Below is a flash-fiction response to the forum “Again Theory: A Forum on Language, Meaning, and Intent in the Time of Stochastic Parrots” organized by Matthew Kirschenbaum at Critical Inquiry last week. It imagines what the central metaphor for machine language – poems washing up on a beach – might look like if it actually happened. Spoiler alert: individual interpretations of textual “meaning” are not a very important part of this story.
Salvo, North Carolina – It was here, on a distant beach in the Cape Hatteras National Sea Shore, that the brief national sensation that was Wordsworth Beach began.
“I was just out for a jog, and there it was,” remembers Joseph Capisci, “words in the surf. I took a picture and sent it to my brother, I just thought it was cool.”
Things seemed stranger after the next wave.
“The next wave washed ashore, and another poem showed up! I texted my brother another picture. I was like, ‘dude tell me you are seeing this, tell me I’m not having a stroke!’”
“At first I assumed Joe was just pulling my leg,” recalls his older brother Salvatore, “but then I looked the poem up on Google and it was something by Wordsworth. Joe slept through all his English classes, how would he even find something like that.”
The brothers began to text back and forth, speculating about the source of the mysterious words. Salvatore suspected an escaped military dolphin, perhaps one with cybernetic enhancements, might be at play. Joseph, who has a superstitious streak, suspected ghosts. When Salvatore posted a thread of the brother’s discussion to twitter, it went minorly viral, mostly due to Joseph’s contention that “the ghost of Woolworths [sic], is like, poltergeisting the ocean or something.”
This caught the attention of Robert Washington, a North Carolina surf influencer who vlogs under the handle “SandyhairTarheel8121.” In the area recording a series of vanlife and boogie-boarding videos, he captured three stanzas of “The Green Linnet” appearing on the beach and posted the footage to YouTube. The video rapidly gained over thirty million views, and the Wordsworth Beach phenomenon began.
Over the next six weeks, Wordsworth poems washed ashore twice daily on the distant beach, and people thronged the shore to get a look at the mysterious poetry. Video with a poem in the process of appearing became the Must Have Scene for travel and lifestyle influencers. Coca-cola and Buick released ads in which their corporate mottos were worked into Wordsworth poems as they appeared in the sand. UNC Wilmington English Professor Loretta Stevens launched a successful podcast about the poems, but only after pivoting her format to focus less on formal explication of the poems revealed and more on interviews with beachgoers where she asked them why they had made the trip to see the poems on the beach in the first place.
Alongside the influencers came thousands of ordinary people, seeking wisdom from whatever mysterious force was carving words in the sand. Nearby Dare County courthouse in Manteo had a record number of weddings the day “To a Highland Girl” washed ashore. The entire staff of Tricony Capital’s high-frequency trading group, on the beach as part of a retreat package, quit after encountering “The World is Too Much With Us.” Coryn Seuss, a Washington Post correspondent, separated from his wife and declared “my real love is the sea” after encountering “A Complaint” while on assignment reporting on the phenomenon (they have since reconciled).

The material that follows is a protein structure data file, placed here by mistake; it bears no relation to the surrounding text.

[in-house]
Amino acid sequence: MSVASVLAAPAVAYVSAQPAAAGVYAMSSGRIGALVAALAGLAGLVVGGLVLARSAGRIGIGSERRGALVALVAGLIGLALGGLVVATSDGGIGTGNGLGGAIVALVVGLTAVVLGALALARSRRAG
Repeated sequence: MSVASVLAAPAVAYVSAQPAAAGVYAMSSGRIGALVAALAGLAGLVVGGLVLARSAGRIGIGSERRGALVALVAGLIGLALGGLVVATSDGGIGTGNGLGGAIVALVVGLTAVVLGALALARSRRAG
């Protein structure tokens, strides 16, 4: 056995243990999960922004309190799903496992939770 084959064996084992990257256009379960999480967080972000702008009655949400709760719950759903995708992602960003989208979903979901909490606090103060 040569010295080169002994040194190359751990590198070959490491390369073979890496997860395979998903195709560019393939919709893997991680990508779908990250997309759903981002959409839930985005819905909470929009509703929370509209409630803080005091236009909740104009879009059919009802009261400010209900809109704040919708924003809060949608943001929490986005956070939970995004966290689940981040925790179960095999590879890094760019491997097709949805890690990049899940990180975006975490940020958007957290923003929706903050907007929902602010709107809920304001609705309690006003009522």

Then, some six weeks later, the poems stopped appearing as suddenly as they had begun. Two weeks after that, the Streetwise Messaging Collective (SMC), a marketing group specializing in “guerilla marketing” confessed they had been behind the phenomenon. It was part of an advertising campaign to promote the biopic “Wordworth: A Life In Letters,” which went on to win Daniel Day Lewis an Oscar for his portrayal of the poet.
“We were going to do an alternate reality game,” said a source inside the firm, speaking anonymously due to ongoing legal action, “but then we saw that there were all these midget subs being sold off by undersea tourism companies and got this idea.”
Working from subs, teams of guerilla marketers wearing military surplus rebreathers set water soluble type in the sand and high tide. When the tide went out, the words were revealed.
“Wordsworth: A Life In Letters,” had a record-breaking opening weekend and garnered multiple Oscar nominations, but SMC got some blowback for their unconventional marketing technique. Multiple lawsuits from the staff of Tricony Capital allege they are responsible for their lost wages. One couple from Winston-Salem, who conceived a daughter after encountering “Mutability” on the beach, is suing for child support.
Legal council for SMC denies all responsibility. “All my clients did is put poems on a beach,” Michelle Nguyen of NUL Associates stated via email, “whatever actions were taken by individuals based on the meaning they took away from those poems are not something they are liable for. You can’t sue a graffiti artist who leaves the tag “just do it” on an overpass on a day you’re considering quitting your job.”
Despite all the controversy, Joe Capisci and his brother still think the poems they found were a good thing.
“People had a lot of fun with them,” Salvatore said chuckling, “it seemed like magic there for a second, you know? People like that.”